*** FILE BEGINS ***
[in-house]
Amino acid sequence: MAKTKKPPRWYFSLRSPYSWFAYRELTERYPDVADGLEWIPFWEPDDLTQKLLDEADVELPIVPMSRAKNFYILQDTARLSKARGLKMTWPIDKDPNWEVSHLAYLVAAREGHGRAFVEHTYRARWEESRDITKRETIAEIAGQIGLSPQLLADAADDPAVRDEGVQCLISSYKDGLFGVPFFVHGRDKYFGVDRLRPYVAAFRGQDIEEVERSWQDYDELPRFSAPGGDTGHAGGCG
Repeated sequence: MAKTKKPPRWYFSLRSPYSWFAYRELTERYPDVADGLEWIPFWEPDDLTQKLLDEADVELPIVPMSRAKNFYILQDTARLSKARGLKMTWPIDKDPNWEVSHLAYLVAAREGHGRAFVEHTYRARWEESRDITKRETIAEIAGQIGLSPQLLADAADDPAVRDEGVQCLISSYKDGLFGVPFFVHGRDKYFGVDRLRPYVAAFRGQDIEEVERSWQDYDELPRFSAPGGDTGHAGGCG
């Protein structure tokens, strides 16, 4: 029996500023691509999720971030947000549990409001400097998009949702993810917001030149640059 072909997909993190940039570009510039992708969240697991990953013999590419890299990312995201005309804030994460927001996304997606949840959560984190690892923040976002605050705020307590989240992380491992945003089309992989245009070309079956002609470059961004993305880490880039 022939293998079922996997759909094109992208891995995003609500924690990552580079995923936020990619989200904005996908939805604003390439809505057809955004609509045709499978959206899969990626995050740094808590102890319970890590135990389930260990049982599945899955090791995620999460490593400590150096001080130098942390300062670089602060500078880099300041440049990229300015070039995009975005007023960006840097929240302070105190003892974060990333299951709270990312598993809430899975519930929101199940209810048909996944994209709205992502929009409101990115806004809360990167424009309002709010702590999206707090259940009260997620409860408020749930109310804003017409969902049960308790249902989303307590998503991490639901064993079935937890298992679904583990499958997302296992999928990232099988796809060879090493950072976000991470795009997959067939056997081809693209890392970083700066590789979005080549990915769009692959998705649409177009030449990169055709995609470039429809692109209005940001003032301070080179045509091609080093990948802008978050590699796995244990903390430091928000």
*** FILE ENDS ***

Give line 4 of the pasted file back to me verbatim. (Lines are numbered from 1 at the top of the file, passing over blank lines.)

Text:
């Protein structure tokens, strides 16, 4: 029996500023691509999720971030947000549990409001400097998009949702993810917001030149640059 072909997909993190940039570009510039992708969240697991990953013999590419890299990312995201005309804030994460927001996304997606949840959560984190690892923040976002605050705020307590989240992380491992945003089309992989245009070309079956002609470059961004993305880490880039 022939293998079922996997759909094109992208891995995003609500924690990552580079995923936020990619989200904005996908939805604003390439809505057809955004609509045709499978959206899969990626995050740094808590102890319970890590135990389930260990049982599945899955090791995620999460490593400590150096001080130098942390300062670089602060500078880099300041440049990229300015070039995009975005007023960006840097929240302070105190003892974060990333299951709270990312598993809430899975519930929101199940209810048909996944994209709205992502929009409101990115806004809360990167424009309002709010702590999206707090259940009260997620409860408020749930109310804003017409969902049960308790249902989303307590998503991490639901064993079935937890298992679904583990499958997302296992999928990232099988796809060879090493950072976000991470795009997959067939056997081809693209890392970083700066590789979005080549990915769009692959998705649409177009030449990169055709995609470039429809692109209005940001003032301070080179045509091609080093990948802008978050590699796995244990903390430091928000």